We often hear the term “class action” on intense television crime shows, but very few of us know just how useful and relevant class actions are in the real life criminal justice system.
What exactly is a class action lawsuit?
Class actions are suits brought in federal or state courts by one individual or a small group of individuals on behalf of a larger group of people in a similar legal situation. Famous class actions you’ve probably heard of include Investors vs. the Enron company, Erin Brockovich vs. Pacific Gas and Electric, and Facebook users vs. Facebook after the Beacon scandal.
Okay that’s great, but how does that apply to me?
We’ll be honest, it might not. However, if any of the following situations apply to you, class arbitration might be appropriate:
-Your civil rights were violated
-You were part of the one third of black Americans who faced some form of discrimination last year
-You suffered personal injury at the hands of a motorcycle, car, or truck
-You were irresponsibly exposed to poor air quality or toxic pollution
-You have been the victim of medical malpractice
-You have been the victim of corporate theft or fraud
-Someone has tried to pass off your work as their own
This is by no means an exhaustive list, but you would be surprised how many people struggle with these problems, not knowing that there could be dozens or even hundreds of others out there suffering from the same injustices.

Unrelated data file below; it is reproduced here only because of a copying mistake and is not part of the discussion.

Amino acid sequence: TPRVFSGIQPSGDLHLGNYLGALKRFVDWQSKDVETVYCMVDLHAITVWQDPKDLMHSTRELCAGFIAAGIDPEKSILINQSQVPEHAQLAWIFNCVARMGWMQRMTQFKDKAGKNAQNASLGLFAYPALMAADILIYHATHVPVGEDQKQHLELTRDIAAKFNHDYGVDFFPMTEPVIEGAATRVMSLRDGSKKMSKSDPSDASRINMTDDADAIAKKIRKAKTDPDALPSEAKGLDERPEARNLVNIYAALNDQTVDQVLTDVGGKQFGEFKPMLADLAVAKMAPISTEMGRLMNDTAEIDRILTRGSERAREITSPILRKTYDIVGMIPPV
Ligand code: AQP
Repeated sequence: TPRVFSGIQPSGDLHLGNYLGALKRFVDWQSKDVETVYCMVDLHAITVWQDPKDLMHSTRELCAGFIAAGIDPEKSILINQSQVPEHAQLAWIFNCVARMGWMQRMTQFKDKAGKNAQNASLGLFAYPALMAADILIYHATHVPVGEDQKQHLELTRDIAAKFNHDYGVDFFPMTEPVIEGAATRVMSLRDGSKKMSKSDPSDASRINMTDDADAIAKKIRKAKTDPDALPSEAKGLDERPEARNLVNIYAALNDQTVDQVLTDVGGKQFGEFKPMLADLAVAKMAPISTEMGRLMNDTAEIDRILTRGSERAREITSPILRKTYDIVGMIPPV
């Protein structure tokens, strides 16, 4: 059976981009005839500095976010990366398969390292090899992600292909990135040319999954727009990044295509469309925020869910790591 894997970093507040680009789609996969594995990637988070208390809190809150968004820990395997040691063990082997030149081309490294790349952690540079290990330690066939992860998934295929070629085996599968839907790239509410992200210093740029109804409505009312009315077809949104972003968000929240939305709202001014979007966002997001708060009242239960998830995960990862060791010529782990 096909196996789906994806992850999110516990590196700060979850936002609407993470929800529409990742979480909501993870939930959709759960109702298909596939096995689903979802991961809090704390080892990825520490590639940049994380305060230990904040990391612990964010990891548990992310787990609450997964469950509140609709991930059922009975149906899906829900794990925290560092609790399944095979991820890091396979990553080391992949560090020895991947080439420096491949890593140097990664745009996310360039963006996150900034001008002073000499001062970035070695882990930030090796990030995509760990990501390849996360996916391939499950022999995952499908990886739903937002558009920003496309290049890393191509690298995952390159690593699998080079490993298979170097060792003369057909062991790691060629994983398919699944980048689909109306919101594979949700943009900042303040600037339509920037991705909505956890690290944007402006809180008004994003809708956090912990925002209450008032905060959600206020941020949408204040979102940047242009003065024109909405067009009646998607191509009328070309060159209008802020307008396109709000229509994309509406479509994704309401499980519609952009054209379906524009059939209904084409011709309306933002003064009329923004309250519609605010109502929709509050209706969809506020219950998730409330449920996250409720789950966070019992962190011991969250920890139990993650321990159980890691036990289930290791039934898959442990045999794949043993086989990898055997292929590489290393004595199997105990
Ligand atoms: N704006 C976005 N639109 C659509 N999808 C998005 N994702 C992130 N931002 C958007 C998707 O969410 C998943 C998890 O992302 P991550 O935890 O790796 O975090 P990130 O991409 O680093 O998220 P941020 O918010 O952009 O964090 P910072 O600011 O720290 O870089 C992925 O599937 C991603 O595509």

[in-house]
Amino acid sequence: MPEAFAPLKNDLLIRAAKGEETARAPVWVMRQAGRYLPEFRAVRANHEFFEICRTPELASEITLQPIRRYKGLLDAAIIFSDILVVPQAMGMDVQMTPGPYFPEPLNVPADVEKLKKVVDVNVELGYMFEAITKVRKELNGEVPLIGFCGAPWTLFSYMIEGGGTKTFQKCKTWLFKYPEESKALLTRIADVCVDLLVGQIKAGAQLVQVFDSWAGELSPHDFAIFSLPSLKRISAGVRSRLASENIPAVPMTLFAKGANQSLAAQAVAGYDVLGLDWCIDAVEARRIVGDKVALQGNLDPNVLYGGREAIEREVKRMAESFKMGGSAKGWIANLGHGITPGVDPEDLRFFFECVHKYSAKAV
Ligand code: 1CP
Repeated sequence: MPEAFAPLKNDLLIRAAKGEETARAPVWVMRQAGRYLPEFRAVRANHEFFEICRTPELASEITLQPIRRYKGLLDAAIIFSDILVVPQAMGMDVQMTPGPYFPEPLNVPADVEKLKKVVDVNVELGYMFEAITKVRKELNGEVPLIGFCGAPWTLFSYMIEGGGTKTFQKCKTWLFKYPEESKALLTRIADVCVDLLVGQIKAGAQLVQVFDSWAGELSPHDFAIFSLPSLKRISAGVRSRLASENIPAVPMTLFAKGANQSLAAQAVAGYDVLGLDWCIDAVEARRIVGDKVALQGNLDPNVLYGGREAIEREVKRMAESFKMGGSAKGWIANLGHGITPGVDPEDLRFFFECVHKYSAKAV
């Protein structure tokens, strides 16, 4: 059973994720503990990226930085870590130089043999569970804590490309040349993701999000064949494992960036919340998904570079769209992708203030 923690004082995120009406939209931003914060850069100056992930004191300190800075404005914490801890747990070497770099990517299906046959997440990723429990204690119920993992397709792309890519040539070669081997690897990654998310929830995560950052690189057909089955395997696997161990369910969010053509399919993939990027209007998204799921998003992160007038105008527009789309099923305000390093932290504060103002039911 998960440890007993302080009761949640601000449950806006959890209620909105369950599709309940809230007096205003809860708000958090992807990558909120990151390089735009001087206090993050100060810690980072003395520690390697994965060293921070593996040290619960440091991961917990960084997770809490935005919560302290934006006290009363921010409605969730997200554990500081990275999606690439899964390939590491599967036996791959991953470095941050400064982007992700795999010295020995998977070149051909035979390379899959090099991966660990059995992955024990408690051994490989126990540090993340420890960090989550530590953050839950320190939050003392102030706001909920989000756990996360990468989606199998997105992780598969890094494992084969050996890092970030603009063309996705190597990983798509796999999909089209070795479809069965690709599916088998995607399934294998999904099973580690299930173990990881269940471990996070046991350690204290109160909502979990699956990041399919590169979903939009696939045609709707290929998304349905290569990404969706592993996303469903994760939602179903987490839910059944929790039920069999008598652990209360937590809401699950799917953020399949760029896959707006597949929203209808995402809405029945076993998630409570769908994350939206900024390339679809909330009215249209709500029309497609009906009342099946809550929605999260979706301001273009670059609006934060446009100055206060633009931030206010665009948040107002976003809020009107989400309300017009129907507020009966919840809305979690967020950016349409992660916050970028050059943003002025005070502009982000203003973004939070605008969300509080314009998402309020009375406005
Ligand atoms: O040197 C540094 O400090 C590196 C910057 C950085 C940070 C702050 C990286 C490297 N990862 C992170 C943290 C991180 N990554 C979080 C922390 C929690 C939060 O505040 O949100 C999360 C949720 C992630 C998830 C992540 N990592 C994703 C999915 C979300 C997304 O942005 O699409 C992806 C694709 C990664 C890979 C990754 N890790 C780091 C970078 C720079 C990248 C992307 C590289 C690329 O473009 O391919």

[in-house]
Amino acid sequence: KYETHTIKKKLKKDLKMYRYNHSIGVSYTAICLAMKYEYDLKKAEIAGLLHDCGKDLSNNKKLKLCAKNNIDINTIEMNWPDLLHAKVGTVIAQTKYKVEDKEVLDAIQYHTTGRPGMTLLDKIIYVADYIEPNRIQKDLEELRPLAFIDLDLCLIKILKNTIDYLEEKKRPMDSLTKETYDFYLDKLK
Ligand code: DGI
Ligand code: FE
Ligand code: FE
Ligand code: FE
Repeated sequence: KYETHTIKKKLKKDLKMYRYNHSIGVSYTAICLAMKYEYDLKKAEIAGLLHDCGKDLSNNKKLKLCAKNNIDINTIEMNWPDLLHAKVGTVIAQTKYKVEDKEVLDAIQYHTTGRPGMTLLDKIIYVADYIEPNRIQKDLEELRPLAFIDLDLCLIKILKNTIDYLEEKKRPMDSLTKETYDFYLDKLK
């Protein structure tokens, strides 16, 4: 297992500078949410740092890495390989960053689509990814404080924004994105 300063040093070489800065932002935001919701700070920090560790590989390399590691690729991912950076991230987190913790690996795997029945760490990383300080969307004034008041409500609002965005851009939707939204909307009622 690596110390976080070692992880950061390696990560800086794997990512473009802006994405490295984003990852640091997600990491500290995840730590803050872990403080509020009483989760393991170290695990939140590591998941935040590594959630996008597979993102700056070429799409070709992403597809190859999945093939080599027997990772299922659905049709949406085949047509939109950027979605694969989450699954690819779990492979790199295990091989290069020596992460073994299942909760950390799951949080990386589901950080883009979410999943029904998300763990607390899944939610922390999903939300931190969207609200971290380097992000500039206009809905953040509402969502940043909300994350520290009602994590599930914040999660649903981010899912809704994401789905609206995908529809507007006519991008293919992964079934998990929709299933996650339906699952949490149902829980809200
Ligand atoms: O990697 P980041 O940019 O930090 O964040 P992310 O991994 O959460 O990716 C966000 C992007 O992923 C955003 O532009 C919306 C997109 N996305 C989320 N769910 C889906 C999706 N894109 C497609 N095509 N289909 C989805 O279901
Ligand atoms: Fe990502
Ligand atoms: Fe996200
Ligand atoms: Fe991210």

Say one of those situations sounds like something I’m going through. How do I get the process started?
The best thing you can do during these early stages is to do some searching and see if there’s not a lawyer out there who specializes in class action suits willing to offer you a free consultation. That might sound too good to be true, but free consultations are more common than you might think. (Those mesothelioma and Yaz commercials on public access television come immediately to mind as examples). At the very least, this consultation will help you figure out where you stand and shed some light on the legal process. Who knows? You could be the next Erin Brockovich.